In this presentation at Perry Meridian High School, McNeely shared statistics on drug-related deaths, explained how opioids affect the body, emphasized addiction is a disease — not a moral failing — and explained why it's a good idea to carry naloxone.

To hammer that point home, McNeely shared a personal story: One night, while in college, he and his friend took some pills to relax. Shortly after, he noticed his friend had fallen asleep, and it looked like he was struggling to breathe.

"Little did I know, about five feet away from me, my friend was having an overdose," McNeely told the students. He called 911 and emergency responders were able to revive his friend with Narcan.

"It saved his life," he said. "Narcan buys time, which is the most important thing to have in an overdose."

After the presentation, McNeely told NPR he had little to no drug education in high school.

"Nobody ever told me about how to drink safely and how, if I use pills, you know, they have different effects on you and what those effects are, and how it could just kill you — just one night, bad pill, it could all go down the drain."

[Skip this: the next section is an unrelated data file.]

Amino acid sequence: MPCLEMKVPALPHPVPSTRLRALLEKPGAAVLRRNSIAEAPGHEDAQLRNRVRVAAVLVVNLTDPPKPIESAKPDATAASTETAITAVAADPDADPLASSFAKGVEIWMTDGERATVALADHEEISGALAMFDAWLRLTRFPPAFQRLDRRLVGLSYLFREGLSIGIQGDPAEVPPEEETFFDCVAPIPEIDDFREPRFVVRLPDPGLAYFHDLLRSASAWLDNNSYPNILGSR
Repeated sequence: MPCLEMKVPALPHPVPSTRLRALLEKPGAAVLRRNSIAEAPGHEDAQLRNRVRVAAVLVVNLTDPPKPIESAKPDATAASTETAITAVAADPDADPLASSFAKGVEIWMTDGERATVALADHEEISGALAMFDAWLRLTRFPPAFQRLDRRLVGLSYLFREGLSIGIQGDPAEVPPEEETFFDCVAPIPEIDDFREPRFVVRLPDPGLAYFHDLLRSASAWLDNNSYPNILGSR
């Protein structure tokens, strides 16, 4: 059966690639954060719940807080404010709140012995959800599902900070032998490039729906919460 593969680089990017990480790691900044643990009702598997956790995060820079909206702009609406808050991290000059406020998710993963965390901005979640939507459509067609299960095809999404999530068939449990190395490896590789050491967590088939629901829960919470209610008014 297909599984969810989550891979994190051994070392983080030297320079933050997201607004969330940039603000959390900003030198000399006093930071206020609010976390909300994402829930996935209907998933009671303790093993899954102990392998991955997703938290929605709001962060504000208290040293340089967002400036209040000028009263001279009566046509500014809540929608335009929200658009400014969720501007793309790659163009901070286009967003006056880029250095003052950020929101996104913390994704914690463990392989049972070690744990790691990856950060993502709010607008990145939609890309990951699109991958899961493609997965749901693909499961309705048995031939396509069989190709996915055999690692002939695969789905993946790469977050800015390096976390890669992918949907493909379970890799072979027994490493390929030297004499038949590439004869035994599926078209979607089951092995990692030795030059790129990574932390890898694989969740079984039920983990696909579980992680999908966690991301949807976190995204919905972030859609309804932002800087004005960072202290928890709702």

McNeely's experience isn't uncommon. Drug education across the country is ad-hoc, often outdated or not provided at all. In a 2021 National Survey of Drug Use and Health, only about 60% of 12-17-year-olds self-reported that they saw or heard drug or alcohol prevention messaging in school. And there's no way to track what type of drug education programming is being offered in schools nationwide.

"I just wanted to fill in those gaps that I felt as I was growing up in my drug education," McNeely said.

The "just say no" messaging of the past didn't work

McNeely's presentation is a far cry from the drug education of prior decades — like the Drug Abuse Resistance Education program, commonly known by the acronym D.A.R.E. Launched in 1983, D.A.R.E. was taught by police officers in classrooms nationwide. Their presentations warned students about the dangers of substance use and told kids to say no to drugs. It was a message that was repeated in PSAs and cheesy songs. Former First Lady Nancy Reagan even made it one of her major causes.